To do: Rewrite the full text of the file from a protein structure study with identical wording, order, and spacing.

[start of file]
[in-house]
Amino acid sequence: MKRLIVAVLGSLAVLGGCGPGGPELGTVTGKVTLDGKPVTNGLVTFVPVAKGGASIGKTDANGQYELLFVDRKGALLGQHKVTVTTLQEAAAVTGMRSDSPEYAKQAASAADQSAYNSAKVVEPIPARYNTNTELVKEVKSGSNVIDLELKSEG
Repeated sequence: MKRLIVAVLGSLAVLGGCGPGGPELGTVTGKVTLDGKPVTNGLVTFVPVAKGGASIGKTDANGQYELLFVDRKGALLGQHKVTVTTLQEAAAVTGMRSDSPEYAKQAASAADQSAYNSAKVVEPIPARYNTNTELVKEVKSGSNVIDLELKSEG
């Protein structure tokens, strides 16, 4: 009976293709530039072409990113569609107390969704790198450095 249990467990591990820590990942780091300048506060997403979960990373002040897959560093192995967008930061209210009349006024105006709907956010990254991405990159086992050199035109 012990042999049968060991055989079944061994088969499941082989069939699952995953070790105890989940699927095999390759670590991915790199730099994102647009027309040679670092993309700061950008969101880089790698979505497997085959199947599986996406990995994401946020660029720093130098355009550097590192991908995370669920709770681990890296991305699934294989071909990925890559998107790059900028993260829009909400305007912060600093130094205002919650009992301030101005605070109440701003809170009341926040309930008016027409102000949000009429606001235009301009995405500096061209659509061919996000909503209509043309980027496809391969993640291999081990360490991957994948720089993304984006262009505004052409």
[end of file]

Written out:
[in-house]
Amino acid sequence: MKRLIVAVLGSLAVLGGCGPGGPELGTVTGKVTLDGKPVTNGLVTFVPVAKGGASIGKTDANGQYELLFVDRKGALLGQHKVTVTTLQEAAAVTGMRSDSPEYAKQAASAADQSAYNSAKVVEPIPARYNTNTELVKEVKSGSNVIDLELKSEG
Repeated sequence: MKRLIVAVLGSLAVLGGCGPGGPELGTVTGKVTLDGKPVTNGLVTFVPVAKGGASIGKTDANGQYELLFVDRKGALLGQHKVTVTTLQEAAAVTGMRSDSPEYAKQAASAADQSAYNSAKVVEPIPARYNTNTELVKEVKSGSNVIDLELKSEG
């Protein structure tokens, strides 16, 4: 009976293709530039072409990113569609107390969704790198450095 249990467990591990820590990942780091300048506060997403979960990373002040897959560093192995967008930061209210009349006024105006709907956010990254991405990159086992050199035109 012990042999049968060991055989079944061994088969499941082989069939699952995953070790105890989940699927095999390759670590991915790199730099994102647009027309040679670092993309700061950008969101880089790698979505497997085959199947599986996406990995994401946020660029720093130098355009550097590192991908995370669920709770681990890296991305699934294989071909990925890559998107790059900028993260829009909400305007912060600093130094205002919650009992301030101005605070109440701003809170009341926040309930008016027409102000949000009429606001235009301009995405500096061209659509061919996000909503209509043309980027496809391969993640291999081990360490991957994948720089993304984006262009505004052409």